Economic studies
Syrian Arab Republic

Syrian Arab Republic

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  • Strategic geographic position
  • Energy transit country


  • Islamic State controlling part of the country
  • Civil war since 2011
  • Critical economic and financial situation
  • Declining oil production


Stalemate in the conflict

The Syrian situation seems inextricable at present and it crystallises local, regional and international issues. From a clash between the regime and the Syrian rebels in 2010, there are now a significant number of actors and an increasing number of front lines. The Syrian opposition remains divided despite attempts for reunification, as during the Riyadh conference on 9 December 2015. While part of the Free Syrian Army has become radicalised by joining Islamist groups such as Ahrar al-Sham or jihadists such as the group Al Nosra, a subsidiary of al-Qaeda, it must simultaneously cope with forces from the Assad regime and the reinforcements of Islamic State’s positions in Syria. Several regional and international actors are also involved in the conflict. Russia and Iran continue to provide their support to the Bashar al-Assad regime, militarily as well as in the UN Security Council. The international coalition formed by France, the United States, Turkey and a number of Arab countries that targeted Islamic State’s positons in Iraq has also decided to extend its strikes to Syria. The main divergence within the international community is around the survival of the Assad regime. While many saw the end of the regime as the solution to the Syrian crisis, replacing the Assad clan as the leaders of Syria could be called into question given the advancement of Islamic State.

The Syrian crisis is also stirring up regional tensions, as for the deterioration in the relations between Russia and Turkey after the Turkish army shot down a Russian aircraft, or the sovereignty dispute between Iraq and Turkey around the presence of the Turkish army in Iraq.


Unravelling of the economic fabric

With no political solution on the horizon, the erosion of the Syrian economic fabric continues. Because of the lack of data, it is difficult to assess the economic impact of the conflict. The country remains divided up between different areas of power and persistent combats continues to result in destruction of infrastructures and population displacement. According to a World Bank estimate, Syrian GDP contracted by more than 15.4% per year on average between 2011 and 2014 and this decline could reach 16% in 2016. The decline in GDP is mainly attributable to the fall in oil production. In 2010, Syria produced the equivalent of 360,000 barrels per day versus 45,000 in 2015. Moreover, the ongoing clashes and the increasing number of air strikes have considerably damaged public as well as private infrastructures, annihilating a significant number of sectors such as transport, construction and trade. In a report established in July 2015, the World Bank reported total damages recorded in the country’s main cities (Alep, Homs, Lattakia and Idlib) and estimated the cost of the destruction at $4 billion. Alep, which is one of the rebels’ bastions, is the city most affected and Lattakia, which is under regime control, is the city with the least amount of destruction. The number of persons displaced inside and outside Syrian borders is also worrying. In 2014, the United Nations recorded 7.6 million displaced within Syria and more recently, in September 2015, the High Commissioner for Refugees reported more than 4 million Syrian refugees outside the borders, a majority of whom are in the neighbouring countries (Lebanon, Jordan, Turkey and Iraq). The humanitarian situation is also critical, in the war zones as well as in the in the zones controlled by the rebels or by the regime. The number of persons needing humanitarian assistance is estimated at 12 million. The civilians are facing water shortages, power cuts and a deteriorating health situation, especially in the besieged cities. The supply problems linked to problems in the transport of goods have led to an exponential increase in inflation. Estimated at 90% in 2013 by the World Bank, it is likely to be 14% in 2014 and 30% in 2015. Inflation is all the higher as it is accompanied by a steep depreciation of the Syrian pound.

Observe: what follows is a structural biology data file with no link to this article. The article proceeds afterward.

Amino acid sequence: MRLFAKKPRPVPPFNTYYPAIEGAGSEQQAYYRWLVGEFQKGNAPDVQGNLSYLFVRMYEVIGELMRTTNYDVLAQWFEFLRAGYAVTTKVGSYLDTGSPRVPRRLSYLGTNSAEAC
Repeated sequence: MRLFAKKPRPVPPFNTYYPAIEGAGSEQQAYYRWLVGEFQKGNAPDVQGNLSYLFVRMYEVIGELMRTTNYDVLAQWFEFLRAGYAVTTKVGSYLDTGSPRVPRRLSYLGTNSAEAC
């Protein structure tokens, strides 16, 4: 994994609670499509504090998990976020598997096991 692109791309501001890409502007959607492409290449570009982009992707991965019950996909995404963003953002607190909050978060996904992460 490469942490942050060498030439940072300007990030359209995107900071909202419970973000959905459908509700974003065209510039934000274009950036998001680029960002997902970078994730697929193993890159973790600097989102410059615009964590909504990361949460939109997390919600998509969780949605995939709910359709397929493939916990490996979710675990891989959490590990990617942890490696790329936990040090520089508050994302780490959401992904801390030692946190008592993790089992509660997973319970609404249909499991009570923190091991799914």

Increase in the twin deficits

The Bashar al-Assad regime’s public finances have deteriorated steadily since the intensification of the conflict. The fiscal deficit is estimated at 14% from 2011 to 2014 and should reach 22% in 2015. The fall in oil revenues and mandatory contributions has led to a contraction in government revenues, which accounted for less than 6% of GDP in 2015. Furthermore, government spending has grown significantly under the weight of the increase in military spending. The disappearance of public services in combat zones and their decline in the zones controlled by the regime have caused a reduction in current spending, without this slowing down the surge in government spending.

It also seems that the current account balance is substantial. Oil revenues have collapsed from $4.7 billion in 2011 to $0.14 billion in 2015. Foreign exchange reserves have reportedly been drained since 2010, from $20 billion to less than $1 billion end-2015. The exchange rate is likely to continue its downward trajectory, from 47 pounds per dollar in 2010 to 305 pounds per dollar in 2015, paving the way for a large black foreign exchange market.


Last update: January 2016

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